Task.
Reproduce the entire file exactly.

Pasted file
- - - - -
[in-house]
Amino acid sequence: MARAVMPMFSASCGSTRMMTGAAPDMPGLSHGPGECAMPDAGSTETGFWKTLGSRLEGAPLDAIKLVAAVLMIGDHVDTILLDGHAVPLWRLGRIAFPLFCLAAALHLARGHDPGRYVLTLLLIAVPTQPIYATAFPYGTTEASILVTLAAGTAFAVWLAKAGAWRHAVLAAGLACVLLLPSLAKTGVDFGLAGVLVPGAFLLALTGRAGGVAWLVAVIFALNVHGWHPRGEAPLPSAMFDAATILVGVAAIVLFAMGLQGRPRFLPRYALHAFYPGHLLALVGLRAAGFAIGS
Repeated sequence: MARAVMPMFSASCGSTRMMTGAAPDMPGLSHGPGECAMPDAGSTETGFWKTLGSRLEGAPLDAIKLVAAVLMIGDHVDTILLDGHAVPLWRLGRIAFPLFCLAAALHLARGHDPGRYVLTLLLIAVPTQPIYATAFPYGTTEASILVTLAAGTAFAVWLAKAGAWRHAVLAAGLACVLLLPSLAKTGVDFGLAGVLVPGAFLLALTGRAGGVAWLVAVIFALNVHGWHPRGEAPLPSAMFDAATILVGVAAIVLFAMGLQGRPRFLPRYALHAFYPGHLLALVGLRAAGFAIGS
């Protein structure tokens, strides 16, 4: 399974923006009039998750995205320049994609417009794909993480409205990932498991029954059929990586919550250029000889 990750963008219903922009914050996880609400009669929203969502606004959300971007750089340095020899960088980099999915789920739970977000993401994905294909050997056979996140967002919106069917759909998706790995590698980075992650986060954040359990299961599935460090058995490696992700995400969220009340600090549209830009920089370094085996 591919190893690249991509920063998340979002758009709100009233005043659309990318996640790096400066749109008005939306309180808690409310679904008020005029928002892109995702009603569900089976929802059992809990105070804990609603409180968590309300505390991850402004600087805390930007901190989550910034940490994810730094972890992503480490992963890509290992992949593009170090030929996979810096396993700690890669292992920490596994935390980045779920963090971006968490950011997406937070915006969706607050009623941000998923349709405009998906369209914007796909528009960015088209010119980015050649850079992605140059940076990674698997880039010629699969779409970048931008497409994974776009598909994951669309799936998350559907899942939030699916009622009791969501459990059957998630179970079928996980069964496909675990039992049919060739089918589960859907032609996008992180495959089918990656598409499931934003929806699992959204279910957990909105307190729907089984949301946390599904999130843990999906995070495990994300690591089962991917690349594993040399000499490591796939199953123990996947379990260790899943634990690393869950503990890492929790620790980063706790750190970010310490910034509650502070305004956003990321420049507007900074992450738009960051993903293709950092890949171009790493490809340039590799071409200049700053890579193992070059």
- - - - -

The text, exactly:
[in-house]
Amino acid sequence: MARAVMPMFSASCGSTRMMTGAAPDMPGLSHGPGECAMPDAGSTETGFWKTLGSRLEGAPLDAIKLVAAVLMIGDHVDTILLDGHAVPLWRLGRIAFPLFCLAAALHLARGHDPGRYVLTLLLIAVPTQPIYATAFPYGTTEASILVTLAAGTAFAVWLAKAGAWRHAVLAAGLACVLLLPSLAKTGVDFGLAGVLVPGAFLLALTGRAGGVAWLVAVIFALNVHGWHPRGEAPLPSAMFDAATILVGVAAIVLFAMGLQGRPRFLPRYALHAFYPGHLLALVGLRAAGFAIGS
Repeated sequence: MARAVMPMFSASCGSTRMMTGAAPDMPGLSHGPGECAMPDAGSTETGFWKTLGSRLEGAPLDAIKLVAAVLMIGDHVDTILLDGHAVPLWRLGRIAFPLFCLAAALHLARGHDPGRYVLTLLLIAVPTQPIYATAFPYGTTEASILVTLAAGTAFAVWLAKAGAWRHAVLAAGLACVLLLPSLAKTGVDFGLAGVLVPGAFLLALTGRAGGVAWLVAVIFALNVHGWHPRGEAPLPSAMFDAATILVGVAAIVLFAMGLQGRPRFLPRYALHAFYPGHLLALVGLRAAGFAIGS
């Protein structure tokens, strides 16, 4: 399974923006009039998750995205320049994609417009794909993480409205990932498991029954059929990586919550250029000889 990750963008219903922009914050996880609400009669929203969502606004959300971007750089340095020899960088980099999915789920739970977000993401994905294909050997056979996140967002919106069917759909998706790995590698980075992650986060954040359990299961599935460090058995490696992700995400969220009340600090549209830009920089370094085996 591919190893690249991509920063998340979002758009709100009233005043659309990318996640790096400066749109008005939306309180808690409310679904008020005029928002892109995702009603569900089976929802059992809990105070804990609603409180968590309300505390991850402004600087805390930007901190989550910034940490994810730094972890992503480490992963890509290992992949593009170090030929996979810096396993700690890669292992920490596994935390980045779920963090971006968490950011997406937070915006969706607050009623941000998923349709405009998906369209914007796909528009960015088209010119980015050649850079992605140059940076990674698997880039010629699969779409970048931008497409994974776009598909994951669309799936998350559907899942939030699916009622009791969501459990059957998630179970079928996980069964496909675990039992049919060739089918589960859907032609996008992180495959089918990656598409499931934003929806699992959204279910957990909105307190729907089984949301946390599904999130843990999906995070495990994300690591089962991917690349594993040399000499490591796939199953123990996947379990260790899943634990690393869950503990890492929790620790980063706790750190970010310490910034509650502070305004956003990321420049507007900074992450738009960051993903293709950092890949171009790493490809340039590799071409200049700053890579193992070059």